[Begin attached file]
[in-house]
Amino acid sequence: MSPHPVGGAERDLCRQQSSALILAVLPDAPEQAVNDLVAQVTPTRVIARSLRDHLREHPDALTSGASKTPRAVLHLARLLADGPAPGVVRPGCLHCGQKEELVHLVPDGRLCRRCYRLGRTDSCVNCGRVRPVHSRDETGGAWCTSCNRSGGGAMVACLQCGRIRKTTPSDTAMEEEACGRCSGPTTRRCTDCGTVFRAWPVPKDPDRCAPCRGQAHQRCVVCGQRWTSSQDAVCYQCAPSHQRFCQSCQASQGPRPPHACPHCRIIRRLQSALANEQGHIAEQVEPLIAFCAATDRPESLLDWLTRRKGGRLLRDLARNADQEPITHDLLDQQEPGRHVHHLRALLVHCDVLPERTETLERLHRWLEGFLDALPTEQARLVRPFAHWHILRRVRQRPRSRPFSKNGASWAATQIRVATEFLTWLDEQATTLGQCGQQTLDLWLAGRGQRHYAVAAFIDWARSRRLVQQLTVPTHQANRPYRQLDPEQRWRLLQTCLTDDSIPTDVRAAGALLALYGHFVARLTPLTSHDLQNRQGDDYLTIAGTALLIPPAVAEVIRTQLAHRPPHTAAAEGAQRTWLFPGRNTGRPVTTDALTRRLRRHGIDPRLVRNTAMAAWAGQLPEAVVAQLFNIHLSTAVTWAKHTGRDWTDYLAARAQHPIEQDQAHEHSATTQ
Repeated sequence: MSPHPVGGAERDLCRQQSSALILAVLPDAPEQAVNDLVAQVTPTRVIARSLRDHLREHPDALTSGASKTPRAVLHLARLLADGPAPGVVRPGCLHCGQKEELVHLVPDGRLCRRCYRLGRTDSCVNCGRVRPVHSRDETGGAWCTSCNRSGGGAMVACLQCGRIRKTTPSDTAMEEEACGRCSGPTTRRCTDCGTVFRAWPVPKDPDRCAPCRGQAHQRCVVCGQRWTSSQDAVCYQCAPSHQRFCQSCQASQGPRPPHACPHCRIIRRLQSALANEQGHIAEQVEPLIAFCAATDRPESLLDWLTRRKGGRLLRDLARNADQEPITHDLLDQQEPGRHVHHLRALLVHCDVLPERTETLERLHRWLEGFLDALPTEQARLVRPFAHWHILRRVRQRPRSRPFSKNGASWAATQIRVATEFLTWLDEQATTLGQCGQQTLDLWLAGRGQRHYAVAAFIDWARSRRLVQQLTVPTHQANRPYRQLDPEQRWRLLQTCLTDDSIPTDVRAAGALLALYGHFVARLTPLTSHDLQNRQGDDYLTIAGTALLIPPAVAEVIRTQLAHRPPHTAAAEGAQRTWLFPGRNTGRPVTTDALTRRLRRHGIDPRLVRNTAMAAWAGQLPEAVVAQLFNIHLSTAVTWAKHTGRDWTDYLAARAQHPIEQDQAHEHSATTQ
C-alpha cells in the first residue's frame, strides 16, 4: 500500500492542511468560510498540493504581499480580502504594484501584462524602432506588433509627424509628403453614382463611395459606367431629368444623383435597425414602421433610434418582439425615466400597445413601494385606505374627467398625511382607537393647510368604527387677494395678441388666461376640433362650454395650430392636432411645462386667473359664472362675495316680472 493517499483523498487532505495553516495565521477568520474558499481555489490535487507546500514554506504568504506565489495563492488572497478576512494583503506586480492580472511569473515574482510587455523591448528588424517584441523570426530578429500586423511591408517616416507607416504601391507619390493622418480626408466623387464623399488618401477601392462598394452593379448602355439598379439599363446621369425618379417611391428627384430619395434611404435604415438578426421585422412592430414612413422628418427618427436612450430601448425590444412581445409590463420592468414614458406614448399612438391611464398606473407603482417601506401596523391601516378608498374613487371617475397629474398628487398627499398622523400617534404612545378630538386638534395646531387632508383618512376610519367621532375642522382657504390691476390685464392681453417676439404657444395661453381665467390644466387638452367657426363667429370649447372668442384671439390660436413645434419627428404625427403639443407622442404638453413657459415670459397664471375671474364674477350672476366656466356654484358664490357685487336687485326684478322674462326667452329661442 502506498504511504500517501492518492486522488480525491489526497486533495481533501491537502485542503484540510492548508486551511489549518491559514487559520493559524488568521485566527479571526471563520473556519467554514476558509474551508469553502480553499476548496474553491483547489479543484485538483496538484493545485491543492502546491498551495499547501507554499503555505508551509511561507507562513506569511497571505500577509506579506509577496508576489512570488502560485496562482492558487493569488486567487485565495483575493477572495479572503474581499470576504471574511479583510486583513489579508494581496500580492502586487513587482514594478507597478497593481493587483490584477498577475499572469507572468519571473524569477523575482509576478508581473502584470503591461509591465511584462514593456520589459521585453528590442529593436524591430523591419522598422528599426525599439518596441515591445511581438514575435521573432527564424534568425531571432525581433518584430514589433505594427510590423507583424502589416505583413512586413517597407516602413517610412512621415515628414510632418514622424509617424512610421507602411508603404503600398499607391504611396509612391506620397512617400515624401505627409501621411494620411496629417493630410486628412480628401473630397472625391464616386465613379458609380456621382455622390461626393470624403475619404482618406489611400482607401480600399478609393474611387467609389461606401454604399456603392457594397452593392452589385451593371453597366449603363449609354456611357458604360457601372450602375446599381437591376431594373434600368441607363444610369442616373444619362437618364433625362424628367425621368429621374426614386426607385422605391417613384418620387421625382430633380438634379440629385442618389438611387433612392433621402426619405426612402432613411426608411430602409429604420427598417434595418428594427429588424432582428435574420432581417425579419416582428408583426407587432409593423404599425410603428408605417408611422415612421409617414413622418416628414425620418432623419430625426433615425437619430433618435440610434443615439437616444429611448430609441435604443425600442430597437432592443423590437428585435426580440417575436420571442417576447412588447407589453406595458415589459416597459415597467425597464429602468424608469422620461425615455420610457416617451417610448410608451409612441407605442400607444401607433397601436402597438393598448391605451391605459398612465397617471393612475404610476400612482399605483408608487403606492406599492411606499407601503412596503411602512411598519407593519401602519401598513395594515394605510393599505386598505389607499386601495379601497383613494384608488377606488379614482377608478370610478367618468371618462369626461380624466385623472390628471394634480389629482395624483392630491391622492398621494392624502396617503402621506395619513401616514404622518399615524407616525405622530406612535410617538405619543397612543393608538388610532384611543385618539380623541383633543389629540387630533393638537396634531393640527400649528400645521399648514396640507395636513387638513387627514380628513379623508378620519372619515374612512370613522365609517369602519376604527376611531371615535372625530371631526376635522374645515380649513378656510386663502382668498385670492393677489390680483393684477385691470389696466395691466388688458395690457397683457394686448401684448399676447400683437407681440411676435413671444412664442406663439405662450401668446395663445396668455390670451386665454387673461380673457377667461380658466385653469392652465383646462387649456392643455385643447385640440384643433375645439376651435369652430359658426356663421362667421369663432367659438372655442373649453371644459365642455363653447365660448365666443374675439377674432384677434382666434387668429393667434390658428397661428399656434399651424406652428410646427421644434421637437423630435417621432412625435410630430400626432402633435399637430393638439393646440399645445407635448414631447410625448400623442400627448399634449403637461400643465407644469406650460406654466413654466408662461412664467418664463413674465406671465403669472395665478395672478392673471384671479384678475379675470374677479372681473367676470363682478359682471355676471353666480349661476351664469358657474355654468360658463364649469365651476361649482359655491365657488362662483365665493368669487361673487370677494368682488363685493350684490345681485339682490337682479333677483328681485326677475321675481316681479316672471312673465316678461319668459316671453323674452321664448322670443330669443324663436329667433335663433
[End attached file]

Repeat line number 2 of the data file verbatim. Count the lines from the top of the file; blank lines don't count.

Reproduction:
Amino acid sequence: MSPHPVGGAERDLCRQQSSALILAVLPDAPEQAVNDLVAQVTPTRVIARSLRDHLREHPDALTSGASKTPRAVLHLARLLADGPAPGVVRPGCLHCGQKEELVHLVPDGRLCRRCYRLGRTDSCVNCGRVRPVHSRDETGGAWCTSCNRSGGGAMVACLQCGRIRKTTPSDTAMEEEACGRCSGPTTRRCTDCGTVFRAWPVPKDPDRCAPCRGQAHQRCVVCGQRWTSSQDAVCYQCAPSHQRFCQSCQASQGPRPPHACPHCRIIRRLQSALANEQGHIAEQVEPLIAFCAATDRPESLLDWLTRRKGGRLLRDLARNADQEPITHDLLDQQEPGRHVHHLRALLVHCDVLPERTETLERLHRWLEGFLDALPTEQARLVRPFAHWHILRRVRQRPRSRPFSKNGASWAATQIRVATEFLTWLDEQATTLGQCGQQTLDLWLAGRGQRHYAVAAFIDWARSRRLVQQLTVPTHQANRPYRQLDPEQRWRLLQTCLTDDSIPTDVRAAGALLALYGHFVARLTPLTSHDLQNRQGDDYLTIAGTALLIPPAVAEVIRTQLAHRPPHTAAAEGAQRTWLFPGRNTGRPVTTDALTRRLRRHGIDPRLVRNTAMAAWAGQLPEAVVAQLFNIHLSTAVTWAKHTGRDWTDYLAARAQHPIEQDQAHEHSATTQ